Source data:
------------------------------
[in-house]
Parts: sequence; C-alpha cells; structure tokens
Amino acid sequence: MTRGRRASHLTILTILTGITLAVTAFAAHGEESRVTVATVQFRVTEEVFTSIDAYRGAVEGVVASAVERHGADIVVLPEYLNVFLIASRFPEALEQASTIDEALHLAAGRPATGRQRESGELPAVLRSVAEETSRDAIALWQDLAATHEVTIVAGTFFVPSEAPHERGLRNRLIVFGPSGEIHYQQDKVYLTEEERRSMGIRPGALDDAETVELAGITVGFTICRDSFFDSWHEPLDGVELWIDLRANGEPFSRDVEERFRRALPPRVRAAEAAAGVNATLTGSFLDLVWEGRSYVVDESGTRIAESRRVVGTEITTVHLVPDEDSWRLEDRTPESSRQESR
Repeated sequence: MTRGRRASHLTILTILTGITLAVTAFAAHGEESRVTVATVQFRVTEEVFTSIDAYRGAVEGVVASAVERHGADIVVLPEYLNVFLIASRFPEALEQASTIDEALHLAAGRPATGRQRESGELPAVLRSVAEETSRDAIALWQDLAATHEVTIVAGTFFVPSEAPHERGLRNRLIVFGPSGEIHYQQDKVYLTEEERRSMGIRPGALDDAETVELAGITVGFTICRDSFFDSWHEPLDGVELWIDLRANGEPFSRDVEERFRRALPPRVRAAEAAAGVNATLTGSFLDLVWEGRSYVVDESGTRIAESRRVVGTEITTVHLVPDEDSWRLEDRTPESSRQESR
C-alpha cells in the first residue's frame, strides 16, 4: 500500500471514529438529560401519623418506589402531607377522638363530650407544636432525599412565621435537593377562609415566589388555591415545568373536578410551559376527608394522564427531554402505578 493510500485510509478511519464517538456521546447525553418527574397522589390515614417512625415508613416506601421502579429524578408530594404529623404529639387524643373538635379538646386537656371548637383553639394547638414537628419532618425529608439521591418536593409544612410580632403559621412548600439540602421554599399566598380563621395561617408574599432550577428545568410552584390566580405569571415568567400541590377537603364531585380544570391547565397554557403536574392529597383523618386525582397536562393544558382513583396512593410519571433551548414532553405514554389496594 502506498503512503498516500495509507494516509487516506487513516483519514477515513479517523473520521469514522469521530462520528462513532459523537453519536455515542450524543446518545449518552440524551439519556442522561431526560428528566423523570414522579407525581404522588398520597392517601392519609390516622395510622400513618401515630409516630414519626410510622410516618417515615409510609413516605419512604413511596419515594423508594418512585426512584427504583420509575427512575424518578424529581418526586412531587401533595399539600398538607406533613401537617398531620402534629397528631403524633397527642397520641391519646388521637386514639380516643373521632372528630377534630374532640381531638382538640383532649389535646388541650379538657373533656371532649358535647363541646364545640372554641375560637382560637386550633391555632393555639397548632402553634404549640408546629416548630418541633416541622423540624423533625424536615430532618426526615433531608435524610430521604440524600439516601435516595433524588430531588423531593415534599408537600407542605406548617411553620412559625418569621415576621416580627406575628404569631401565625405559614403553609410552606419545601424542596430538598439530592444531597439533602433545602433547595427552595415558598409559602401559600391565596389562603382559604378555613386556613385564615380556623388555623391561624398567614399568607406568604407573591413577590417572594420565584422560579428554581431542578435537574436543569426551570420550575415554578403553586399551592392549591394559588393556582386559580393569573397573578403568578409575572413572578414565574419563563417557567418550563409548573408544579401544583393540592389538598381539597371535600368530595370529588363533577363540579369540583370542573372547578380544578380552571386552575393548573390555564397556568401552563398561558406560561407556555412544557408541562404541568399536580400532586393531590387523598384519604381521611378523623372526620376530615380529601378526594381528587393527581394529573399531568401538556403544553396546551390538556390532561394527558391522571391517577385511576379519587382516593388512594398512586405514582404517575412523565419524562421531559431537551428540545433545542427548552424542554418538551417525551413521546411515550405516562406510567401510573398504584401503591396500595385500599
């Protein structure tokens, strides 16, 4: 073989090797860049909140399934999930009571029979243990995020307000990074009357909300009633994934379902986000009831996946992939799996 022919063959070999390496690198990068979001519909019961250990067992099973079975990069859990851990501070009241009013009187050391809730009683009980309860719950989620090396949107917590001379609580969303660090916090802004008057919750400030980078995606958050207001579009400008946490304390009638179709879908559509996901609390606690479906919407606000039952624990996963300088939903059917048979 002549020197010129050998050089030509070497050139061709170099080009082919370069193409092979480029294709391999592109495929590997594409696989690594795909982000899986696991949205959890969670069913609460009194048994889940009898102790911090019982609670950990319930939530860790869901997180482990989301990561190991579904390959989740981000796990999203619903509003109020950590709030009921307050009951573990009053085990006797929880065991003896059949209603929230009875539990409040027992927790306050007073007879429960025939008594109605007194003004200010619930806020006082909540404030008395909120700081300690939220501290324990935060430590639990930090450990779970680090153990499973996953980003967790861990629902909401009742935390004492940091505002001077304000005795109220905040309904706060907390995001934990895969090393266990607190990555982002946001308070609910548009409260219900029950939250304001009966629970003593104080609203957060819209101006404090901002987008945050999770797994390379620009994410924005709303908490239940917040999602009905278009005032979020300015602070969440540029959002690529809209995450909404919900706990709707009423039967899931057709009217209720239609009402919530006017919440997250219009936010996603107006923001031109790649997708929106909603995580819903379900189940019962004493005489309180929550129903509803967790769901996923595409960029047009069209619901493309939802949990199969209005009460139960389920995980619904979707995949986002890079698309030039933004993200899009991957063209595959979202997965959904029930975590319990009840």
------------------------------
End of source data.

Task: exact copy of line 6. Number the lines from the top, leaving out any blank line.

């Protein structure tokens, strides 16, 4: 073989090797860049909140399934999930009571029979243990995020307000990074009357909300009633994934379902986000009831996946992939799996 022919063959070999390496690198990068979001519909019961250990067992099973079975990069859990851990501070009241009013009187050391809730009683009980309860719950989620090396949107917590001379609580969303660090916090802004008057919750400030980078995606958050207001579009400008946490304390009638179709879908559509996901609390606690479906919407606000039952624990996963300088939903059917048979 002549020197010129050998050089030509070497050139061709170099080009082919370069193409092979480029294709391999592109495929590997594409696989690594795909982000899986696991949205959890969670069913609460009194048994889940009898102790911090019982609670950990319930939530860790869901997180482990989301990561190991579904390959989740981000796990999203619903509003109020950590709030009921307050009951573990009053085990006797929880065991003896059949209603929230009875539990409040027992927790306050007073007879429960025939008594109605007194003004200010619930806020006082909540404030008395909120700081300690939220501290324990935060430590639990930090450990779970680090153990499973996953980003967790861990629902909401009742935390004492940091505002001077304000005795109220905040309904706060907390995001934990895969090393266990607190990555982002946001308070609910548009409260219900029950939250304001009966629970003593104080609203957060819209101006404090901002987008945050999770797994390379620009994410924005709303908490239940917040999602009905278009005032979020300015602070969440540029959002690529809209995450909404919900706990709707009423039967899931057709009217209720239609009402919530006017919440997250219009936010996603107006923001031109790649997708929106909603995580819903379900189940019962004493005489309180929550129903509803967790769901996923595409960029047009069209619901493309939802949990199969209005009460139960389920995980619904979707995949986002890079698309030039933004993200899009991957063209595959979202997965959904029930975590319990009840």